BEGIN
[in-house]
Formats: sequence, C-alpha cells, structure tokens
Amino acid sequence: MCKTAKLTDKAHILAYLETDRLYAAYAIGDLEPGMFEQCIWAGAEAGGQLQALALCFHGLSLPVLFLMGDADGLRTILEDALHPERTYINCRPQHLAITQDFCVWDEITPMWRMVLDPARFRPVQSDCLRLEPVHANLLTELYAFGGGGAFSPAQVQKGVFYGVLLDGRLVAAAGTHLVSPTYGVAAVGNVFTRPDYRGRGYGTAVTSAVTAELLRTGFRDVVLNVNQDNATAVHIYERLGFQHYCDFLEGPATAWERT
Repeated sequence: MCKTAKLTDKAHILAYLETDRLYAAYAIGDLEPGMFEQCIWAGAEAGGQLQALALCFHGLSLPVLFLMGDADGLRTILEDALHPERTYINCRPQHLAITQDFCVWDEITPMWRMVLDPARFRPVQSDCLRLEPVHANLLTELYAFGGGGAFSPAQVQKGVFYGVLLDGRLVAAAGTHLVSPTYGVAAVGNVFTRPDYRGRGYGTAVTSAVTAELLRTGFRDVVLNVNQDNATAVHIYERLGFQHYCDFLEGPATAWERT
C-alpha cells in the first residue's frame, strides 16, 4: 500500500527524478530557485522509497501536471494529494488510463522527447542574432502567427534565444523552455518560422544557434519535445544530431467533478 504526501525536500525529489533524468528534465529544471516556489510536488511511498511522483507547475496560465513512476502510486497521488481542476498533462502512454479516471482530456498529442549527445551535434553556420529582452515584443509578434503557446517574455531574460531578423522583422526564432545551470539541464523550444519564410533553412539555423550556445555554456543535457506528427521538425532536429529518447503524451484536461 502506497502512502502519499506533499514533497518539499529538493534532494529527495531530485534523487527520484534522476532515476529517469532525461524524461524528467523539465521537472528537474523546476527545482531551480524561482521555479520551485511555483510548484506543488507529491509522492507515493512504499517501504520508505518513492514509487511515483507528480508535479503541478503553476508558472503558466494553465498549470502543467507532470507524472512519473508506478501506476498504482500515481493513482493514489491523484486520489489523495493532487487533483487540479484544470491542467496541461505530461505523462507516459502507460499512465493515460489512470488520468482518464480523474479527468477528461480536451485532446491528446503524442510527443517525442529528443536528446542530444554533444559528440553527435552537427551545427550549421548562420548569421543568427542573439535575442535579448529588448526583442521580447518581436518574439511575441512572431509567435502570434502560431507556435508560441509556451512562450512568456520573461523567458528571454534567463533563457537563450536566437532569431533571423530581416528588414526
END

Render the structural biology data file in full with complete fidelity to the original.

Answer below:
[in-house]
Formats: sequence, C-alpha cells, structure tokens
Amino acid sequence: MCKTAKLTDKAHILAYLETDRLYAAYAIGDLEPGMFEQCIWAGAEAGGQLQALALCFHGLSLPVLFLMGDADGLRTILEDALHPERTYINCRPQHLAITQDFCVWDEITPMWRMVLDPARFRPVQSDCLRLEPVHANLLTELYAFGGGGAFSPAQVQKGVFYGVLLDGRLVAAAGTHLVSPTYGVAAVGNVFTRPDYRGRGYGTAVTSAVTAELLRTGFRDVVLNVNQDNATAVHIYERLGFQHYCDFLEGPATAWERT
Repeated sequence: MCKTAKLTDKAHILAYLETDRLYAAYAIGDLEPGMFEQCIWAGAEAGGQLQALALCFHGLSLPVLFLMGDADGLRTILEDALHPERTYINCRPQHLAITQDFCVWDEITPMWRMVLDPARFRPVQSDCLRLEPVHANLLTELYAFGGGGAFSPAQVQKGVFYGVLLDGRLVAAAGTHLVSPTYGVAAVGNVFTRPDYRGRGYGTAVTSAVTAELLRTGFRDVVLNVNQDNATAVHIYERLGFQHYCDFLEGPATAWERT
C-alpha cells in the first residue's frame, strides 16, 4: 500500500527524478530557485522509497501536471494529494488510463522527447542574432502567427534565444523552455518560422544557434519535445544530431467533478 504526501525536500525529489533524468528534465529544471516556489510536488511511498511522483507547475496560465513512476502510486497521488481542476498533462502512454479516471482530456498529442549527445551535434553556420529582452515584443509578434503557446517574455531574460531578423522583422526564432545551470539541464523550444519564410533553412539555423550556445555554456543535457506528427521538425532536429529518447503524451484536461 502506497502512502502519499506533499514533497518539499529538493534532494529527495531530485534523487527520484534522476532515476529517469532525461524524461524528467523539465521537472528537474523546476527545482531551480524561482521555479520551485511555483510548484506543488507529491509522492507515493512504499517501504520508505518513492514509487511515483507528480508535479503541478503553476508558472503558466494553465498549470502543467507532470507524472512519473508506478501506476498504482500515481493513482493514489491523484486520489489523495493532487487533483487540479484544470491542467496541461505530461505523462507516459502507460499512465493515460489512470488520468482518464480523474479527468477528461480536451485532446491528446503524442510527443517525442529528443536528446542530444554533444559528440553527435552537427551545427550549421548562420548569421543568427542573439535575442535579448529588448526583442521580447518581436518574439511575441512572431509567435502570434502560431507556435508560441509556451512562450512568456520573461523567458528571454534567463533563457537563450536566437532569431533571423530581416528588414526